Back on this date in 2000 Phish delivered a version of the song Ghost most-worthy of the overused “epic” descriptor at Radio City Music Hall in New York City. Our pal Myke “LawnMemo” Menio, who wrote a blog called The Daily Ghost in which he analyzed every Ghost, had lots to say about the Radio City Ghost and he’s kindly allowed us to re-publish his essay…
Background (Set: 2 of 2 – Song: 5 of 6 – Show Gap: 5)
The first Ghost of the new millennium is one for the ages. It takes place in the last part of the second set. It is listed as a segue into Rock and Roll but this Ghost is it’s own beast. After archivist Kevin Shapiro released this Soundboard (SBD) during From the Archives 6/12/2009, he said “I don’t quite know what to say about that”. Sure hope I can come up with a few things.
Composed Section (0:00-4:32)
The first Ghost of 2000 greets us with the familiar loops from Trey that we all loved from the late ’90s. The loops last longer than usual, and almost die out completely as Mike and Fish enter. They enter extremely soft at first and you can tell something is going to be different with this Ghost from the beginning.
The slow, controlled pace, that dominates this Ghost is evident from the first minute. Even after a long layoff for the band, you can tell the confidence they have with this jam stalwart. At 2:13, you can hear Fishman mess up his vocals, and then at 2:25. A lot of times you will hear the band members laugh, not tonight. Fish messed up the vocals and wants to get to back to business. I promise you he does not mess up the beat during the jam.
The solo section is groovy. It keeps the nice slow pace but each note is powerful. Especially from Mike. The pause is average length and is followed by a great drop in. It is on from there. It is time to describe Picasso.
Did I ever tell you the story of Mike Gordon (4:33-7:05)
The jam drops and immediately Mike Gordon gets in a Ferrari and takes the lead. There is no hesitation from the Cactus. At 4:43, he leads out with a powerful bass line and takes even more control when Fish changes things up at the 4:50 mark.
Many of the Ghosts from this point forward are heavily dominated by Mike Gordon. There are some great examples of this in the first 60 Ghosts but this is the real turning point in my opinion. We will certainly hear fantastic examples of the other band members doing incredible things during the Radio City journey, but Mike is the clear star.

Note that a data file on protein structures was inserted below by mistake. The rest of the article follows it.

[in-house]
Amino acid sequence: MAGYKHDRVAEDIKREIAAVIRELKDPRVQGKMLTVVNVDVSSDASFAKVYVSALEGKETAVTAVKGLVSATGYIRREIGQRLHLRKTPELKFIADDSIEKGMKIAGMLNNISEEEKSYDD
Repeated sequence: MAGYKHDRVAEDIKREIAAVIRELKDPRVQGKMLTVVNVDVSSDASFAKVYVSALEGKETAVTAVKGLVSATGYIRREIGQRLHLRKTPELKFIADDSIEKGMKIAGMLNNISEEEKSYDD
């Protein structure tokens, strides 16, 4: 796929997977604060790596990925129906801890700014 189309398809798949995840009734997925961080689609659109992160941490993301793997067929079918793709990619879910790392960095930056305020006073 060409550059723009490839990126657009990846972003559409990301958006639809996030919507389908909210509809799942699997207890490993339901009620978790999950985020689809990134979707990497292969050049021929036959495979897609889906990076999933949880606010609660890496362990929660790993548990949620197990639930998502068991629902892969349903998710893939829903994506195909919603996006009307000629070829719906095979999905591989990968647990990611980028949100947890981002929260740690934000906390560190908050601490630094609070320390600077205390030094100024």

At the 5:00 mark, Mike brings down an avalanche on the pristine New York City theater. From that point the combination of Mike’s incredibly powerful bass and Fish’s high hat brilliance carves a space like few jams have seen. The blending of Mike and Fish produces ice cream. I am not talking about that Butterscotch crap either, I am talking about the best Hot Fudge Sundae you have ever had.
Fish’s beat creates so much space for Mike it blows me away. Gordon is free to do whatever his crazy mind pleases. Then on top of that, while leading out, Mike also creates a groove that allows Page to layer on top of that. Lastly, Trey checks his ego at the door and sprinkles in some of the most minimalist style playing I have ever heard from him. He adds the smallest bits to this section that just give that extra love. So…
Fish-Vanilla Ice Cream, Mike-Hot Fudge, Page-Whip Cream, Trey-Cherry on Top. Each layer has to be there, for the other one to be enjoyed! Be back in a few, I am suddenly craving ice cream.
At the 5:25 mark, if you have some great headphones on, you can hear Page start to enter the picture. His heavenly piano starts to cut through the powerful Cactus thunder bass. Demonstrating what a brilliant musician he is, Page works his melodies in with extreme patience.
More musical intelligence from Mike at the 6:07 mark, as he realizes that Page is making inroads. He switches his tempo to provide a better runway for Page. This more uptempo beat from Mike allows Page’s notes to ring even more beautifully.